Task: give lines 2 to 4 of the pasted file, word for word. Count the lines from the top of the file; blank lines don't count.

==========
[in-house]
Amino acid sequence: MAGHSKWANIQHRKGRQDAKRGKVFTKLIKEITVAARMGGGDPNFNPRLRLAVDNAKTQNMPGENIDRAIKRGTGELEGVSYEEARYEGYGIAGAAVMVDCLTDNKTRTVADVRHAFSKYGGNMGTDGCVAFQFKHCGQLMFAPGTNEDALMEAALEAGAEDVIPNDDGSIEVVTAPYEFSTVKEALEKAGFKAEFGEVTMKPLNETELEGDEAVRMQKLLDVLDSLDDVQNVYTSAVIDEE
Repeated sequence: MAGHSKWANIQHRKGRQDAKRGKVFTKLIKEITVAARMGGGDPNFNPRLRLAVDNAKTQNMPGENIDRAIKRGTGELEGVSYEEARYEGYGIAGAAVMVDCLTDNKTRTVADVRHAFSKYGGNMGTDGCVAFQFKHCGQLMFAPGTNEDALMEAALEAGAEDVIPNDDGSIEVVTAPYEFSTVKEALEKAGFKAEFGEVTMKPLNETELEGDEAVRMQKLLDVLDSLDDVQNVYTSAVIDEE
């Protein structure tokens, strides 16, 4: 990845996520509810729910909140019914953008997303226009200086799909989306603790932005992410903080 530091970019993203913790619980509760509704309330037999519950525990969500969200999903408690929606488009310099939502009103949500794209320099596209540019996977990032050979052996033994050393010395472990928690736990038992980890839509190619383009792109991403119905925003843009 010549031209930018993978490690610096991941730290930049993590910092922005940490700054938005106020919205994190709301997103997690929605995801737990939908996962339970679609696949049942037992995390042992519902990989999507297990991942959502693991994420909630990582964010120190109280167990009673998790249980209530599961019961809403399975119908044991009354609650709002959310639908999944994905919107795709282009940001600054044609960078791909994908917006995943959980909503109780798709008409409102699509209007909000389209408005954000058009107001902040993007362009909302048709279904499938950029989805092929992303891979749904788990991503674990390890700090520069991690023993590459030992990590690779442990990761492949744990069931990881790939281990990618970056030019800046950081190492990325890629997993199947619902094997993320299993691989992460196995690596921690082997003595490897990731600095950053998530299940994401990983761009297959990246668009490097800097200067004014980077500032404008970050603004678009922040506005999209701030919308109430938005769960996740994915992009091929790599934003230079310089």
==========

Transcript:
Amino acid sequence: MAGHSKWANIQHRKGRQDAKRGKVFTKLIKEITVAARMGGGDPNFNPRLRLAVDNAKTQNMPGENIDRAIKRGTGELEGVSYEEARYEGYGIAGAAVMVDCLTDNKTRTVADVRHAFSKYGGNMGTDGCVAFQFKHCGQLMFAPGTNEDALMEAALEAGAEDVIPNDDGSIEVVTAPYEFSTVKEALEKAGFKAEFGEVTMKPLNETELEGDEAVRMQKLLDVLDSLDDVQNVYTSAVIDEE
Repeated sequence: MAGHSKWANIQHRKGRQDAKRGKVFTKLIKEITVAARMGGGDPNFNPRLRLAVDNAKTQNMPGENIDRAIKRGTGELEGVSYEEARYEGYGIAGAAVMVDCLTDNKTRTVADVRHAFSKYGGNMGTDGCVAFQFKHCGQLMFAPGTNEDALMEAALEAGAEDVIPNDDGSIEVVTAPYEFSTVKEALEKAGFKAEFGEVTMKPLNETELEGDEAVRMQKLLDVLDSLDDVQNVYTSAVIDEE
């Protein structure tokens, strides 16, 4: 990845996520509810729910909140019914953008997303226009200086799909989306603790932005992410903080 530091970019993203913790619980509760509704309330037999519950525990969500969200999903408690929606488009310099939502009103949500794209320099596209540019996977990032050979052996033994050393010395472990928690736990038992980890839509190619383009792109991403119905925003843009 010549031209930018993978490690610096991941730290930049993590910092922005940490700054938005106020919205994190709301997103997690929605995801737990939908996962339970679609696949049942037992995390042992519902990989999507297990991942959502693991994420909630990582964010120190109280167990009673998790249980209530599961019961809403399975119908044991009354609650709002959310639908999944994905919107795709282009940001600054044609960078791909994908917006995943959980909503109780798709008409409102699509209007909000389209408005954000058009107001902040993007362009909302048709279904499938950029989805092929992303891979749904788990991503674990390890700090520069991690023993590459030992990590690779442990990761492949744990069931990881790939281990990618970056030019800046950081190492990325890629997993199947619902094997993320299993691989992460196995690596921690082997003595490897990731600095950053998530299940994401990983761009297959990246668009490097800097200067004014980077500032404008970050603004678009922040506005999209701030919308109430938005769960996740994915992009091929790599934003230079310089």